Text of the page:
The Development of West Indies Cricket - Vol. 2

The Development of West Indies Cricket - Vol. 2

The Development of West Indies Cricket - Vol. 2

The Development of West Indies Cricket - Vol. 2

Synopsis

This volume covers the "third rising" of West Indies cricket. As the sport becomes ever more commercialized, large amounts of money have established sponsorship and support systems to give cricketers around the world every possible advantage. Beckles assesses what impact the globalization of cricket has had on the cricketers of the Caribbean. He also describes the emergence of what he argues is a debilitating sub-nationalism in the West Indies, and the effect this has had on the game, and the prospect for integrating West Indian nationhood in the twenty-first century.

Excerpt

Books, like living organisms, can generally claim an origin within a process of double parenting; the author is but one parent. The other, the external intervention, can come in diverse forms, ranging from a moving experience of a public event to a personal, though not private, intellectual request. In this case the co-creator was the stimulation endemic to some five years of intense cricket dialogue with Michael Manley. Very few of us who have been associated with Michael knew how to resist the compelling passion and spirit within his cultured voice. The comrade was a master craftsman of the effective tone, and the decision to write this book came as an eruptive capitulation somewhere in the midst of a seemingly unending debate. He insisted, as was his nature to do, that I owed it to him, C.L.R. James, Learie Constantine, the cricket fraternity and society at large, to place a text on the rapidly changing field of play in order to facilitate focused discourse on the evolving third paradigm of West Indies cricket and society in the era of globalization. I promised that an effort would be made and secured the assurance that he would write a foreword. We had an agreement; it was broken by the untimely intervention of nature, but the text, as he would have also insisted, had to go on.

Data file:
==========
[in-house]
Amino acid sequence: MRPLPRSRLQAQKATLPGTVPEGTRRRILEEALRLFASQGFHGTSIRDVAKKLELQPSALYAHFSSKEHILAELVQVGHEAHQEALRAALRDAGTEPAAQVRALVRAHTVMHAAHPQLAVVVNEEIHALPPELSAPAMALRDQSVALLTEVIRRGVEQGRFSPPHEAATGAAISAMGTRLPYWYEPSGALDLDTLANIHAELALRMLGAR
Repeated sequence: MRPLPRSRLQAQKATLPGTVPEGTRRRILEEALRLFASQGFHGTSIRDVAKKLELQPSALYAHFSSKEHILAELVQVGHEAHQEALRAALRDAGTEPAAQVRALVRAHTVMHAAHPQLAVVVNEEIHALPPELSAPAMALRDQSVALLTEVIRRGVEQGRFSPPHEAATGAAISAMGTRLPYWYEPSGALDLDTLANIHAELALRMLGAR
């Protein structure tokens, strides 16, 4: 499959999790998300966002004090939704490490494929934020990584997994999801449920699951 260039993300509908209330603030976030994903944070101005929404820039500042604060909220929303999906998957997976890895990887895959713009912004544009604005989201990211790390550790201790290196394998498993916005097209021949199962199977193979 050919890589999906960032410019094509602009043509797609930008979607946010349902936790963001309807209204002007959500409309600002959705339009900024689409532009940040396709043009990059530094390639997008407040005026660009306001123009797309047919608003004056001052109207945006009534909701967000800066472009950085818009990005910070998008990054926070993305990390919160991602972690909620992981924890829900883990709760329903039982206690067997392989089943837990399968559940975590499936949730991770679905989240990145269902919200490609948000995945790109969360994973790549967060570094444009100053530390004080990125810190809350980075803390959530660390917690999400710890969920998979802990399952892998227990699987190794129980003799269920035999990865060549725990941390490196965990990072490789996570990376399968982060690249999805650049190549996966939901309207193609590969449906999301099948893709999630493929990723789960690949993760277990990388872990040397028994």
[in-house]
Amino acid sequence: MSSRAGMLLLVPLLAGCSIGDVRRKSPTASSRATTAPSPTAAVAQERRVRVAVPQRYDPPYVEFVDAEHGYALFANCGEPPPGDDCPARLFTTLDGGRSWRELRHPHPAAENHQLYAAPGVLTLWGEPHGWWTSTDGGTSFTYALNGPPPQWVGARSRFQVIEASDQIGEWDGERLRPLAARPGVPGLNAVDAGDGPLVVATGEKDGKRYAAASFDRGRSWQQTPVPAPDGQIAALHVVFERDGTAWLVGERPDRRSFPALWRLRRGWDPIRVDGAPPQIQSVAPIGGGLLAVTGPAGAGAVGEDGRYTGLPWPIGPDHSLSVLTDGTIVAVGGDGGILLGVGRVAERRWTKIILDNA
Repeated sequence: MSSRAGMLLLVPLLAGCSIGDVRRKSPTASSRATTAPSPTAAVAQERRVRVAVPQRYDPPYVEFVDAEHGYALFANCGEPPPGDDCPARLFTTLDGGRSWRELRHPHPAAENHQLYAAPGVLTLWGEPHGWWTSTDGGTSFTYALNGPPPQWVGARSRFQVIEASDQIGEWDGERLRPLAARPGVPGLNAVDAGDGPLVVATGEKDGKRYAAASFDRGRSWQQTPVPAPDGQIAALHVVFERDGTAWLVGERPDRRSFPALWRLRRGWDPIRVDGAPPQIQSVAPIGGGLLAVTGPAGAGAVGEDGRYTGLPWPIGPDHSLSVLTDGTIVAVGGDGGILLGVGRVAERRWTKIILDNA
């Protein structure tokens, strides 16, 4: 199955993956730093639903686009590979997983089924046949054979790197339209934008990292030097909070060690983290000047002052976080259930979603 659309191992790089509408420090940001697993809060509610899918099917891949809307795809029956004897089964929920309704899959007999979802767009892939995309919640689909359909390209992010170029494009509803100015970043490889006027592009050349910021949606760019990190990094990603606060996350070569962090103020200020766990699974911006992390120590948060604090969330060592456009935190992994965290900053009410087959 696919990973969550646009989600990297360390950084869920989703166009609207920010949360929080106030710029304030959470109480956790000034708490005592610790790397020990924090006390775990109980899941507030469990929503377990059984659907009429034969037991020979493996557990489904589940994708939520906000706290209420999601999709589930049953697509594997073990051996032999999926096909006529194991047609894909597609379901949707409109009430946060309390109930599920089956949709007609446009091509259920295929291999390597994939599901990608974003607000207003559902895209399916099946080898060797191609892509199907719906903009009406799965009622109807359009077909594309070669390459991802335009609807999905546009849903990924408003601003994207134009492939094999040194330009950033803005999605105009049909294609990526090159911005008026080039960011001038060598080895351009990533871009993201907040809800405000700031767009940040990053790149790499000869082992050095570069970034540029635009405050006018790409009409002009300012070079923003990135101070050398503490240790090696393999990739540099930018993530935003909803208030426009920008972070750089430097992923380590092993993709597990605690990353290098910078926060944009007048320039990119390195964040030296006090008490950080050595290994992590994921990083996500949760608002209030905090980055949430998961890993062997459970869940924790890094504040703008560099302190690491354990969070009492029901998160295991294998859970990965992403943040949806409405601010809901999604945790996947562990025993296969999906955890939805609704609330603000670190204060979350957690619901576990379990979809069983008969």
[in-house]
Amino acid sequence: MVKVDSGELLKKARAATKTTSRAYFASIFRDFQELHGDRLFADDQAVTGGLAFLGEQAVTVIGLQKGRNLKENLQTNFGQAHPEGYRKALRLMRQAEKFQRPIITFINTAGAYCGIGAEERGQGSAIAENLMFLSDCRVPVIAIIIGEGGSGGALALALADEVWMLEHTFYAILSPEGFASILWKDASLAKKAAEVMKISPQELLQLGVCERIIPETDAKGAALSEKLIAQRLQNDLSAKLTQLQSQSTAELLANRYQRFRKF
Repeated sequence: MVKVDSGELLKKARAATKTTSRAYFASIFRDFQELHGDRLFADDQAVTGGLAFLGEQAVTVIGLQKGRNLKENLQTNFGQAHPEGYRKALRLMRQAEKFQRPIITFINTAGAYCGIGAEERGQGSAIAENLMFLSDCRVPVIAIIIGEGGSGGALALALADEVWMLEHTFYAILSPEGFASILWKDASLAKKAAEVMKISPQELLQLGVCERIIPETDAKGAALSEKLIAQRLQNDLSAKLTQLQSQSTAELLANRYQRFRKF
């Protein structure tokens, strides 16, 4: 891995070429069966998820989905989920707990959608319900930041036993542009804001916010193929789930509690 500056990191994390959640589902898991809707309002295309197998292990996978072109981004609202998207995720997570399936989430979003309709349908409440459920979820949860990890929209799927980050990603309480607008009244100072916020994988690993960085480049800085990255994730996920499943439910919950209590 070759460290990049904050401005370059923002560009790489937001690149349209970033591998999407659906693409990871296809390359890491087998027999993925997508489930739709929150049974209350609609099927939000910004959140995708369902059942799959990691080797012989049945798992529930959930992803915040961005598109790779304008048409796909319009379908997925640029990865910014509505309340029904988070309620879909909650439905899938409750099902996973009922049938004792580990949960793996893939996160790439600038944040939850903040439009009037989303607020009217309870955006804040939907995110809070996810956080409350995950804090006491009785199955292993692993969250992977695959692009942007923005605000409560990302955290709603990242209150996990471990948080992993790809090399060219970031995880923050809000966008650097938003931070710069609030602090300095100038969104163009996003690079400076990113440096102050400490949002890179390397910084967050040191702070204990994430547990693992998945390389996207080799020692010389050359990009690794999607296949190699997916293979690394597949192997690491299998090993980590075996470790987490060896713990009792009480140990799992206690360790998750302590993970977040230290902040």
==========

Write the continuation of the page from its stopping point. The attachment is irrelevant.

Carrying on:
It was clear to me in 1992 from the topics of our discussions that Michael had wished to assess and comment on the issues that inform this book. He was keen to devise a discursive system to interface West Indies politics, society and economics, so as to facilitate public understanding of cricket's encounter with the postmodern challenges of globalization. The third paradigm, West Indies cricket and global society, was upon us, he argued, but the discourse still required precise definition, conceptual terms of reference, and ideological clarity. He knew what was to be said and done. The revised second edition of his magisterial A History of West Indies Cricket was the beginning of this project, but he knew only too well that a major conceptual . . .

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